"Let books be your dining table, / And you shall be full of delights. / Let them be your
And you shall sleep restful nights" (St. Ephraim the Syrian).

Tuesday, June 21, 2016

The Ecumenical Councils: An Interview with Sergey Trostyanskiy

From the first moments of its inception, this blog has sung the praises of Gorgias Press for its devotion to Eastern Christian publications in a collection unrivaled by anyone for its vastness. Here is but the latest of many offerings, a book I previously notedSeven Icons of Christ: An Introduction to the Oikoumenical Councils (Gorgias Press, 2016). It will be a welcome addition to any classroom covering these most important gatherings in church history. The book follows a helpful standard format and will make not only primary documents, but up-to-date scholarship on the seven councils, accessible to students of our day.

The timing of this book is significant insofar as the topic of councils, and their status, has of course been greatly debated in these last days as most of the Orthodox churches have assembled on Crete for the long-expected council that has been in preparation for most of the last century. I asked the editor, Sergey Trostyanskiy, for an interview about this collection, and here are his thoughts.

AD:  Tell us about your background

ST: I am currently a Research Fellow of the Sophia Institute of Byzantine and Eastern Orthodox studies, New York and Union Theological Seminary, New York. I hold a PhD from Union Theological Seminary in the City of New York. My research interests include Byzantine history and philosophy.

AD: What led you to put together this collection?

ST: The idea of this volume was introduced to me by John A. McGuckin who is my mentor and also, at the time, supervised by doctoral thesis on St. Cyril of Alexandria. Whatever this giant communicated to me was indeed some sort of categorical imperative. The rational behind the volume was to come up with a more up-to-date volume on the Councils that can be used by graduate and undergraduate students of Patristic thought possibly extending its readership to all interested in the subject.

AD: How do you see your book as different from other treatments of the Seven Ecumenical Councils (e.g., Leo Davis’s book from 1988; or more recently Stephen Need)?

We thought that the degree of discernment and theological import of those studies did not fully exhaust the subject. Leo David’s book, despite its merits, used certain conceptual tools that at this point appear quite antiquated, so to say. Stephen Need’s recent account has many merits as well. But again, this book did not exhaust the subject at stake (which is indeed inexhaustible). Our particular emphasis was on explicating the philosophical foundations of the Councils. Moreover, we aimed to provide more up-to-date reference sources for the subject matter.

AD: How has recent scholarship on the councils held up vis-à-vis earlier studies? Has there been a lot of historical revision, or is there greater continuity?

The science of Christ was set in motion a few millennia ago. Since then it keeps rethinking its own foundational sources. We can think of modern scholarship as a midrash on patristic literature. Indeed, it revolves around certain themes. Thus, there is a certain thematic and semantic continuity between any scholarly efforts (more or less modern) to make sense of this very aporetic subject (i.e. the nature of God, of Christ, etc.). In general, the science of Christ remains vibrant and moves alone swiftly, constantly reevaluating and reassessing its own historical and speculative accounts.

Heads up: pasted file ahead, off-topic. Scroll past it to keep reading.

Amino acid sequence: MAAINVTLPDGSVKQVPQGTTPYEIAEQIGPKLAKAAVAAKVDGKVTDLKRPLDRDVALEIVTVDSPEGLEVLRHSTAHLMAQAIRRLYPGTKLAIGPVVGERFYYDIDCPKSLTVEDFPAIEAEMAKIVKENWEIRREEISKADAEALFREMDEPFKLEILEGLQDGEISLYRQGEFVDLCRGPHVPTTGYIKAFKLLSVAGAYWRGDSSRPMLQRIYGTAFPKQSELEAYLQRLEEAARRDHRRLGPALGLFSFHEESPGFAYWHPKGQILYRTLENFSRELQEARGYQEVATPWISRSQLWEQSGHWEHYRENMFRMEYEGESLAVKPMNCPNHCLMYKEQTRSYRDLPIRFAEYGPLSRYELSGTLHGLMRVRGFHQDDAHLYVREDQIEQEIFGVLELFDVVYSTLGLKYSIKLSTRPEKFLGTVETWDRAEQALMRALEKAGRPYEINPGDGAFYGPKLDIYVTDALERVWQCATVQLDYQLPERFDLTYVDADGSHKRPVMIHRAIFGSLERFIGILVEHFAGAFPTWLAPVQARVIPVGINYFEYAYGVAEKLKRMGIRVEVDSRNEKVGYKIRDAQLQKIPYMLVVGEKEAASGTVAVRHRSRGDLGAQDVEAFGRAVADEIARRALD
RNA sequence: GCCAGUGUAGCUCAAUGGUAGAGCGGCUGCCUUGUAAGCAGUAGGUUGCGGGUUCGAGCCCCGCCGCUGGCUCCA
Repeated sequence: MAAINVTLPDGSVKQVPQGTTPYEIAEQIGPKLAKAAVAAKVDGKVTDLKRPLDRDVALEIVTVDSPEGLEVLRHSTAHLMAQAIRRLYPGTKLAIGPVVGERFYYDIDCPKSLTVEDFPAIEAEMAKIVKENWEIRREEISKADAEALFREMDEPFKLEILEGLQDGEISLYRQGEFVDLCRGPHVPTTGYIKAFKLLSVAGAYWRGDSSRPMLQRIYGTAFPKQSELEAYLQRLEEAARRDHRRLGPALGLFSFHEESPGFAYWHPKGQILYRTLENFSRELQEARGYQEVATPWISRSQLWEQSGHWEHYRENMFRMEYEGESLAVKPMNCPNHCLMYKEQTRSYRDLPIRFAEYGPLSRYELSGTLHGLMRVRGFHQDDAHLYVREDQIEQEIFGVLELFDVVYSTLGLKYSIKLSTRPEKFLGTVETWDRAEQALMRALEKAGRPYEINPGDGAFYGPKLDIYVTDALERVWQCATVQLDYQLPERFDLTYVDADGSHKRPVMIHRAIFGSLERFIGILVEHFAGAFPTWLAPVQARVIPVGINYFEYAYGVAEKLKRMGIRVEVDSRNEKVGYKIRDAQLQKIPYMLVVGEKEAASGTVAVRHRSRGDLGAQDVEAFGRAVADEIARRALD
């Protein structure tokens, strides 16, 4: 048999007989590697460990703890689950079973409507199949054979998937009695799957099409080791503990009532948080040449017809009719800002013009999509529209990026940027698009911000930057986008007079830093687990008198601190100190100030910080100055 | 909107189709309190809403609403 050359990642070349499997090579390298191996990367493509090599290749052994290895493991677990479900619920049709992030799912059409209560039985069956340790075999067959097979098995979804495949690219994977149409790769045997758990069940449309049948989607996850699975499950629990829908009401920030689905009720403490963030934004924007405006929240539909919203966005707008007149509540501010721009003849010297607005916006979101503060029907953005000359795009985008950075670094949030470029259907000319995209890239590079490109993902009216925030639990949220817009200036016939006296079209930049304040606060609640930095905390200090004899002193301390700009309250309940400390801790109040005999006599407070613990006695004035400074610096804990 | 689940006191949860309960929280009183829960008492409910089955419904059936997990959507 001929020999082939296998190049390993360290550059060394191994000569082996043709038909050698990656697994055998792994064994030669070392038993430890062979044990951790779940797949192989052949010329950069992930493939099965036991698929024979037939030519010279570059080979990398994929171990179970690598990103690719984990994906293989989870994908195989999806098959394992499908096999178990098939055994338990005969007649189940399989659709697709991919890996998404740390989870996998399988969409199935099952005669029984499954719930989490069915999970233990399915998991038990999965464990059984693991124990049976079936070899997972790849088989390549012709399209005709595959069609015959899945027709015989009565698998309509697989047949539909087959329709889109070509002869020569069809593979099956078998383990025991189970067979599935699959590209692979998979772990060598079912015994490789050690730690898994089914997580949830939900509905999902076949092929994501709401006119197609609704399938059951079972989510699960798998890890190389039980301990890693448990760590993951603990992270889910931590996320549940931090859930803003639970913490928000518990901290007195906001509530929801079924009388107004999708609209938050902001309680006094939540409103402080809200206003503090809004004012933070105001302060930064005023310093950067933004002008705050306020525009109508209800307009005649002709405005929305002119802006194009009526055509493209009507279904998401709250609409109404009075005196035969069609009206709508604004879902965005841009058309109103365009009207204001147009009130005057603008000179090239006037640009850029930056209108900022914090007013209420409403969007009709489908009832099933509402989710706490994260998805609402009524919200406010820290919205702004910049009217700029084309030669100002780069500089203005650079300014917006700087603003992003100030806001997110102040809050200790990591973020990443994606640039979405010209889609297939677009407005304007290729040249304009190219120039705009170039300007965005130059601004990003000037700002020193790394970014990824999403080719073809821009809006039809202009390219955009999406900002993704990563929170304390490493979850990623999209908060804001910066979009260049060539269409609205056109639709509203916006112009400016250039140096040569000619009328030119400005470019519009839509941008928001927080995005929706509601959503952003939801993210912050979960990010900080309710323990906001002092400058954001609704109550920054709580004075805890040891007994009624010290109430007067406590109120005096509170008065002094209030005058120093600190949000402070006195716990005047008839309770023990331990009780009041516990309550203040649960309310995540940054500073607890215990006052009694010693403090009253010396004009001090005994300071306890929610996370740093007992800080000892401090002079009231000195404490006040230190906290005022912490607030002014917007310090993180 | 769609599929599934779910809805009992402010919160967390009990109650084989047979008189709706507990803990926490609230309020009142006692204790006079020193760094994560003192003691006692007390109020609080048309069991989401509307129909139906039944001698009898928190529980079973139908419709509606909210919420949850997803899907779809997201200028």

At this moment the question should be confined within the boundaries of the late-eighteenth to early twentieth-century scholarship. We can thus speak of “modern scholarship” within this time-frame. My opinion is that, in general, “modern scholarship” aimed to make sense of Patristic literature so as to properly elucidate its contents by rediscovering its historical horizons and philosophical underpinnings. In other words, the right exegesis of Patristic literature was the final end of Patristic studies during that time. This is indeed not to say that in many instances the studies of Patristic literature were ideologically leveraged, thus reading modern concerns into ancient sources and approaching the subject apologetically. This pattern indeed aimed at subverting the original intention of exegetical studies, practicing rather an eisegesis of Patristic literature. Even so, the idea of being faithful to the source marked off that period. The studies of the councils in general followed the same path.

I should say that there has been a major shift in Patristic studies in the second half of the twentieth century (since c. the 1970s). The subject area nowadays no longer appears simple but rather over-complex. Various clichés of the previous centuries and decades had being reevaluated and an increasing number of studies published. This ascent of interest in Patristic literature was also accompanied by an oikoumenical movement which sought to find common grounds between Chalcedonian and Non-Chalcedonian Orthodoxy. As a result, a more sympathetic hearing was given to certain great miaphysite scholars of Patristic time.